Tag: mobile payments adoption

CEO of MasterCard sees mobile payments eating into cash use

While half of all American retail transactions are still completed in cash, smartphones may soon change that.

When it comes to retail purchases in-store in the United States, about 50 percent are still being completed with cash, but according to Ajay Banga, the CEO of MasterCard, mobile payments will start to change that, and it won’t be long before it happens.

Banga spoke of his opinion on mobile solutions at the Deutsche Bank Global Financial Services Investor Conference.

He explained that the area in which mobile payments will make the most striking impact is in the percentage of transactions that it will be taking from cash as opposed to plastic cards. He said that he feels that smartphone based transactions are the way ahead, pointing out that in the United States, we feel as though credit and debit cards are essentially ubiquitous, but when it all comes down to it, half of all purchases are made with cash.

Both mobile payments and cash are being used primarily for smaller ticket purchases.

Mobile Pyaments - MasterCardWhile smartphones may not be making much of a dent into larger purchases, people do seem willing to buy with their mobile devices with the total is a smaller one. That also happens to be the area in which people are most likely to pay with cash. Therefore, what Banga is predicting is that it will be cash, not necessarily plastic cards, that will start to be replaced by the use of these devices at the checkout counter.

Therefore, for items like a cup of coffee, picking up a container of milk at the supermarket on the way home from work, or picking up a pack of gum at the convenience store, a rising number of transactions will be completed through the use of m-payments instead of cash. This may also start to have an impact in other areas that have been traditionally based on cash transactions, such as taxi fares, which are still relatively new to the credit card scene.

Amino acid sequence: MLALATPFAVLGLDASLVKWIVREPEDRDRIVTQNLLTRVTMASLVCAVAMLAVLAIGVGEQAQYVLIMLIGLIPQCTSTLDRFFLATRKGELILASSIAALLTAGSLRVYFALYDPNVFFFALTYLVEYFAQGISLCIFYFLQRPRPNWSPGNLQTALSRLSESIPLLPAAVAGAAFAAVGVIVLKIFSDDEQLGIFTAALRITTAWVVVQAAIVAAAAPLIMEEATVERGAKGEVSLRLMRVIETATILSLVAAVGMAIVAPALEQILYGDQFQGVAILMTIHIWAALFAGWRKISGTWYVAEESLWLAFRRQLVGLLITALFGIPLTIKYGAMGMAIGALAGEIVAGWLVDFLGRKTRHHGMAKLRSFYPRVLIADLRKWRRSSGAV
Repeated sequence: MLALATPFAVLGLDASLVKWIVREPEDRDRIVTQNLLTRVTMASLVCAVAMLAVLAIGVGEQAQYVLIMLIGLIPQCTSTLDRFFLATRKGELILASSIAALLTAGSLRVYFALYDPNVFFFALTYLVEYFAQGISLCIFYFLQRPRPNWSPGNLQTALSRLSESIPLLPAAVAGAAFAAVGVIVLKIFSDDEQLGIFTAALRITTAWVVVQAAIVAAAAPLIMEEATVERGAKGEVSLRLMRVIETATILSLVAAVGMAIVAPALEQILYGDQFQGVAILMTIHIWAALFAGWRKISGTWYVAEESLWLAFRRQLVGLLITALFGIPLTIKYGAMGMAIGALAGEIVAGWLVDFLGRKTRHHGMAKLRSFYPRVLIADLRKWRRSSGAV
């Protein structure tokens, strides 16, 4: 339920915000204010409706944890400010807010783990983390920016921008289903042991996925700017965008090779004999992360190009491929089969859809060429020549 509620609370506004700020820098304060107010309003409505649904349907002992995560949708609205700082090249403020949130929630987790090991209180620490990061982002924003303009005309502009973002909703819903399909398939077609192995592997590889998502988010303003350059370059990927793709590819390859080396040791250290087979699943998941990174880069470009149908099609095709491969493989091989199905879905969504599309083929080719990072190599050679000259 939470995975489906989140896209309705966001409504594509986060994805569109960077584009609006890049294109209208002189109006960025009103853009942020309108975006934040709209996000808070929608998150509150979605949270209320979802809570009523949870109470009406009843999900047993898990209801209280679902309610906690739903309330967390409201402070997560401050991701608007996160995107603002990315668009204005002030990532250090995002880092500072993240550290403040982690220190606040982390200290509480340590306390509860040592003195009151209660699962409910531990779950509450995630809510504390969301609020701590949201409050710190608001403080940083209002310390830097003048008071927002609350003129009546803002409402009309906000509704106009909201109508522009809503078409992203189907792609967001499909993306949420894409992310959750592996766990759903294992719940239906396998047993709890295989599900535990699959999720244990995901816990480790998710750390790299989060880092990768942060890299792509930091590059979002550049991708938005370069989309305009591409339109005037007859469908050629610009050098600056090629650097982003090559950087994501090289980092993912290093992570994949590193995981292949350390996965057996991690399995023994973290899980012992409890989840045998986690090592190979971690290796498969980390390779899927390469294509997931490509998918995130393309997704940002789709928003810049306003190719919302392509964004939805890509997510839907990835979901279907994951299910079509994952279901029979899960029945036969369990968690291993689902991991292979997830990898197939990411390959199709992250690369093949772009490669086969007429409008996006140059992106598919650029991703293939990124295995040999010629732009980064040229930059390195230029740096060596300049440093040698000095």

Mobile payments are still trying to find their place when it comes to adoption and regular use and, if MasterCard’s CEO is right, it isn’t the credit card transactions that will be taken over by this technology, but the cash ones.

M-payments take off in China by 255 percent

A new report has shown that during the first quarter, alone, transactions reached the $623 billion mark.

According to a recent report that was released by the People’s Bank of China, m-payments were responsible for approximately $623 billion during the first quarter of 2014.

That market is clearly loving paying over mobile phones and consumers are rapidly adopting this tech.

The use of m-payments has skyrocketed in China by 255 percent during the first quarter, alone, when compared to the same quarter in 2013. This report underscores the trend toward mobile when it comes to the spending habits of consumers in China. This has made the country a world leader when it comes to the adoption and use of this technology, which has seen little more than struggles in convincing consumers to try it for the first time, let alone use it on a regular basis.

M-payments growth is to be expected in a market where 283 million smartphones will be shipped, this year.

In China, the use of the internet is also spiking at a similar pace, over both mobile devices and over laptops. Some of the primary evidence of this trend is over the giant, Alibaba, that has been pushing its products over both channels and which has seen a staggering 66 percent year over year growth within this year’s first quarter. Bolstered by mobile payments, that company brought in $3.1 billion in the first three months of 2014.China m-payments

That said, the achievement pales in comparison to last year’s Singles Day in November. That holiday is a celebration of being single. Tmall and Taobao – both companies owned by Alibaba – took in $5.75 billion in revenue during that single day. That brought about an increase of 80 percent in the sales that were experienced on that day, when compared to the year before. This has been greatly credited to the rise of the use of mobile devices for shopping.

A PwC survey that was conducted in China last year showed that at that time, shoppers in the country were already using their smartphones and tablets to buy on a daily basis, while 62 percent were doing so weekly. This was a 96 percent raise over 2012’s figures and makes it evident that m-payments – just like mobile commerce – will continue their popularity and growth in the country.